Banners: Supporting self-managing teams.

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After the party!

So we launched Dotmesh a month ago and after all the hard work getting over the line we had a bit to do on our technical and organisational debt! For us, this has meant fixing flaky tests and reflecting on how we can all work together more effectively. This blog post covers what we’re doing as a result of the latter.

Organising for agility and humanity.

For most of us at Dotmesh this is not our first job, or even our first startup. We’ve all felt the pros and cons of different ways of organising a team and one thing that we agreed on was that we want hold onto the culture that we have of “bringing our whole selves to work”. This means being able to use our full range of skills and experience wherever and whenever they are needed.

We also need the company to be agile and to keep our management overhead in the goldilocks zone. Our primary goal at this stage is learning and adapting, and a traditional fixed hierarchy doesn’t feel like a fit.

Banners - defining the work, not the job.

We’ve looked at a number of methods for organising self-managing teams. We have taken inspiration from Holacracy (as formerly espoused by Medium) and Scrum, and also the way that Valve and W. L. Gore structure their organizations. There is a lot to like about them, but we’ve settled on a thinner, simpler adaptation which we call Banners.

Banners are all about defining the work, not the job. We started by looking at all the activities that we needed to do to run the company and grouping them into an affinity diagram using KJ technique. We asked for volunteers or nominations to find a champion for each banner, and any other interested individuals added their names as Bannerkin (we were messing about with names and this one stuck!).

We then went about defining what each banner was for and what its inputs (where work items come from) and outputs (value delivered) would be. The following is a direct excerpt from our intranet (so retro!).

What is a banner?

A banner is a stated area of work that people collaborate on. It shares some characteristics with SIGs, Departments, Job Descriptions and so on. The difference is that the banners are not mutually exclusive in terms of membership and ownership and are more loosely staffed. A person may lead no banners or several, and the lead can be changed as needed without formal process. Likewise, a person may do work under one or more banners for a short or long period depending on the company’s focus and priorities. Banners themselves may also be created or retired from time to time and are regularly reviewed for their relevance and effectiveness.

What are the benefits of using banners?

  • Banners provide a framework that supports a self-managing, non-hierarchical company. They focus on what should be done rather than how.
  • They support a shared understanding of what activities need to be done within the business.
  • They make explicit who is responsible for ensuring that each area of work is being done.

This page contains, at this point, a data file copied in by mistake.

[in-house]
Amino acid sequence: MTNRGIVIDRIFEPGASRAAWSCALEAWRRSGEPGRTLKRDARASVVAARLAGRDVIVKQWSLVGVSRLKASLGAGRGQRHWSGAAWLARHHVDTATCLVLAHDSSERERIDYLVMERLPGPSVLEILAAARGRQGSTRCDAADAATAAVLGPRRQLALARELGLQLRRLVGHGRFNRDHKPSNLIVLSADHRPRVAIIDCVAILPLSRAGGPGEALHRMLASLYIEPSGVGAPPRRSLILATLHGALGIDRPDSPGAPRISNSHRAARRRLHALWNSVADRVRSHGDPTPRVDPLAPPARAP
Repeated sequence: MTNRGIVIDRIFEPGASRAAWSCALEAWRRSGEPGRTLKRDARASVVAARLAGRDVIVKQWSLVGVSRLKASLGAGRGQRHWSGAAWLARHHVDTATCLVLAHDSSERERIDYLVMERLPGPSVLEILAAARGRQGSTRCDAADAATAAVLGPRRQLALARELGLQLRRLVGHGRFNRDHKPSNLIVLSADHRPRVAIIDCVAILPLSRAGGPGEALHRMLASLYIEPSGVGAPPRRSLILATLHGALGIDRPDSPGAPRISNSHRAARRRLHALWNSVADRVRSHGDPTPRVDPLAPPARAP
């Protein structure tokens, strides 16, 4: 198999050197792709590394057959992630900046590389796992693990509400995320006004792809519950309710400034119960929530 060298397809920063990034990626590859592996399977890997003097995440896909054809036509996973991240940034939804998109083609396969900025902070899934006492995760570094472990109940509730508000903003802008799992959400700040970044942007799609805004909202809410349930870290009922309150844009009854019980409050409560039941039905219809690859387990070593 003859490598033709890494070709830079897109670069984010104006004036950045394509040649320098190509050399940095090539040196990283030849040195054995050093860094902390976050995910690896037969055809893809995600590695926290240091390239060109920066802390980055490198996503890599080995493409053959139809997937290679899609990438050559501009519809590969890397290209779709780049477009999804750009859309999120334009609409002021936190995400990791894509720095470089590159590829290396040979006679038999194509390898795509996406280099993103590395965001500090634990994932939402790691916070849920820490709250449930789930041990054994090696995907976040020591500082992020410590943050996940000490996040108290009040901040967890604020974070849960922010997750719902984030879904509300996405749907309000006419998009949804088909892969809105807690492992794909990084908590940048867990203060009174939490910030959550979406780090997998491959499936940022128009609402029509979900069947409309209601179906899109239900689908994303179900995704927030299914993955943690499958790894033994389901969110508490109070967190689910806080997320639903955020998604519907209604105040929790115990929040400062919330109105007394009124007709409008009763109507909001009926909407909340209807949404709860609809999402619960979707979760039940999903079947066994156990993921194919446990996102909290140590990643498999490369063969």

• They define clear boundaries of responsibility through focusing on agreed inputs/outputs.
  • They allow for organisational agility through a regular retrospection and adaption cycle that tunes their fitness for purpose.
  • They allow a banner-by-banner structure and process to be determined by the people working under them. Small, simple banners don’t have to adopt the way bigger banners work.
  • They support a “bring your whole self to work” culture where people can swarm onto tasks where they can be most helpful and their work is not defined by job description.

How do I set up a banner?

  1. Propose the banner at the next company meeting to get it agreed.

  2. Set up a new page on the intranet under Banners.

  3. Outline the banner’s purpose, inputs, outputs and roles (one must be the banner champion).

  4. Add any other information to the page that you think others will find useful e.g. links to Github pages, resources and Google Drive files. Have a look to see what other banners have done.

  5. If you have a channel in Slack, add a link to your intranet banner page in the channel details.

  6. Create or move any folders in Google Drive to sit within a folder under the Banners folder.

  7. Decide within the banner how inputs will be worked on and outputs provided. Consider capturing the workflows as processes. Consider whether you would benefit from specifying standards to support the consistency of your output or asking for inputs to meet a certain format or criteria.

  8. Consider how and when you will keep the company informed of the work the banner is doing. For example, giving updates at company meetings or capturing banner meeting minutes and making them available.

  9. Plan in a regular retro meeting (e.g. once a month) within the banner to review how well the purpose, inputs/output, roles and working practices are serving the banner and the company. Take feedback from people/banners who consume your output. Consider whether you need to give feedback to people/banners who provide your input. If you feel that something that falls within your banner should move to another banner, arrange with that banner to make the changes needed. Keep the rest of the company informed of any changes that affect them.

The future of banners.

We’re still getting started with banners and we’re sure to hit a few ‘gotchas’ along the way, but we’re optimistic about their potential to help us work together more effectively.

Banners support a “bring your whole self to work” culture where people can swarm onto tasks where they can be most helpful and their work is not defined by job description.
Written by:

Alice Sowerby